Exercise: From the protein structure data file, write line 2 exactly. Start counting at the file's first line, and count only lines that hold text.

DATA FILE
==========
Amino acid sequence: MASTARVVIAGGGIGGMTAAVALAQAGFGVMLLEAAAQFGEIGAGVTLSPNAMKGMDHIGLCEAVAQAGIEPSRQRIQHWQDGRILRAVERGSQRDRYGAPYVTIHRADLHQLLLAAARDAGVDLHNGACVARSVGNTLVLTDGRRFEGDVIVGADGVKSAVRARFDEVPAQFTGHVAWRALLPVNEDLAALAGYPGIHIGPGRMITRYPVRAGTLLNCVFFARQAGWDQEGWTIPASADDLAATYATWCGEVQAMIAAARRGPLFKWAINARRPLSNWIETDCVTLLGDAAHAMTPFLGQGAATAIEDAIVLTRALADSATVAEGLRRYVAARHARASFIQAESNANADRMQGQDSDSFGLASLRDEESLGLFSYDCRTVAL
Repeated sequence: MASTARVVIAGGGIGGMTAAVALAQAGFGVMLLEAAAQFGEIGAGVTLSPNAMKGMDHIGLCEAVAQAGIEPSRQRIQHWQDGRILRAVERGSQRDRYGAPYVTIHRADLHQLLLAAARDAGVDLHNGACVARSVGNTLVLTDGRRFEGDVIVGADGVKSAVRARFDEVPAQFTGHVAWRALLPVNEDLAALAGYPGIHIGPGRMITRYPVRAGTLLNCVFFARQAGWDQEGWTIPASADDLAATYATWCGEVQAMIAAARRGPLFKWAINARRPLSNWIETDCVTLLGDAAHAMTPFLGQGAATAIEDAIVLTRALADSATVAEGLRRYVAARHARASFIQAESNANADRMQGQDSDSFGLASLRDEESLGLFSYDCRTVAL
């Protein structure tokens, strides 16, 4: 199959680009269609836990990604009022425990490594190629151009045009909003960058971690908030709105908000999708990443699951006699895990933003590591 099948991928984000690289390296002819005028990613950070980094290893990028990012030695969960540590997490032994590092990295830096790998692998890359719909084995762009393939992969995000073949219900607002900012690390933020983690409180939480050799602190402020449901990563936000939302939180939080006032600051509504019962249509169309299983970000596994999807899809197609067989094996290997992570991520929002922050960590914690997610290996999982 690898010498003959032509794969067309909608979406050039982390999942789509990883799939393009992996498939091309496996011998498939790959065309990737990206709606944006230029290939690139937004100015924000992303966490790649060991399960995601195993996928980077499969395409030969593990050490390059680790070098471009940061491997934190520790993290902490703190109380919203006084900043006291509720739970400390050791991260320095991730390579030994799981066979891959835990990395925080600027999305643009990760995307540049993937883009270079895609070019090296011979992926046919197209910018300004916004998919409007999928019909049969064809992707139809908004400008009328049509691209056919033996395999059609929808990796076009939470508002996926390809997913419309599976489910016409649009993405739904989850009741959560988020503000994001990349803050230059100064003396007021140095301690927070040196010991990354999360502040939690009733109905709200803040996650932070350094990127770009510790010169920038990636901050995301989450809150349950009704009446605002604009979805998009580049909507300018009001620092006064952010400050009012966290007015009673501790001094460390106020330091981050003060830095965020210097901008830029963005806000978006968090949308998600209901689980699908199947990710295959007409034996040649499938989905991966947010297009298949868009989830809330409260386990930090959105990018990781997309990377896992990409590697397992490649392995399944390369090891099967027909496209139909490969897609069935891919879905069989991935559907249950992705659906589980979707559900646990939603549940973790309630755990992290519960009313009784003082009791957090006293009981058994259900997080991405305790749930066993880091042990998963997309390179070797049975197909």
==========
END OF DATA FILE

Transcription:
Repeated sequence: MASTARVVIAGGGIGGMTAAVALAQAGFGVMLLEAAAQFGEIGAGVTLSPNAMKGMDHIGLCEAVAQAGIEPSRQRIQHWQDGRILRAVERGSQRDRYGAPYVTIHRADLHQLLLAAARDAGVDLHNGACVARSVGNTLVLTDGRRFEGDVIVGADGVKSAVRARFDEVPAQFTGHVAWRALLPVNEDLAALAGYPGIHIGPGRMITRYPVRAGTLLNCVFFARQAGWDQEGWTIPASADDLAATYATWCGEVQAMIAAARRGPLFKWAINARRPLSNWIETDCVTLLGDAAHAMTPFLGQGAATAIEDAIVLTRALADSATVAEGLRRYVAARHARASFIQAESNANADRMQGQDSDSFGLASLRDEESLGLFSYDCRTVAL